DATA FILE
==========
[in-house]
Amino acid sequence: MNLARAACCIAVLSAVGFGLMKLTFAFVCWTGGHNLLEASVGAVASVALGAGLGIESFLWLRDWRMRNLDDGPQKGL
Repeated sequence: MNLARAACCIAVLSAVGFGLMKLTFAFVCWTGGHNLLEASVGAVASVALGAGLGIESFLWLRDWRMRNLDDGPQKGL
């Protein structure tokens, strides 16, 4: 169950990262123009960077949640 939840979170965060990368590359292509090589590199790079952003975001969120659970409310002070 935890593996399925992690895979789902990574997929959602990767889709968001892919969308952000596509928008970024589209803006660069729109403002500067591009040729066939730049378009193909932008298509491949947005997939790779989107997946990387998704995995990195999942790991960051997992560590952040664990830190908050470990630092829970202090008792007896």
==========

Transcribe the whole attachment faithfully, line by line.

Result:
[in-house]
Amino acid sequence: MNLARAACCIAVLSAVGFGLMKLTFAFVCWTGGHNLLEASVGAVASVALGAGLGIESFLWLRDWRMRNLDDGPQKGL
Repeated sequence: MNLARAACCIAVLSAVGFGLMKLTFAFVCWTGGHNLLEASVGAVASVALGAGLGIESFLWLRDWRMRNLDDGPQKGL
């Protein structure tokens, strides 16, 4: 169950990262123009960077949640 939840979170965060990368590359292509090589590199790079952003975001969120659970409310002070 935890593996399925992690895979789902990574997929959602990767889709968001892919969308952000596509928008970024589209803006660069729109403002500067591009040729066939730049378009193909932008298509491949947005997939790779989107997946990387998704995995990195999942790991960051997992560590952040664990830190908050470990630092829970202090008792007896």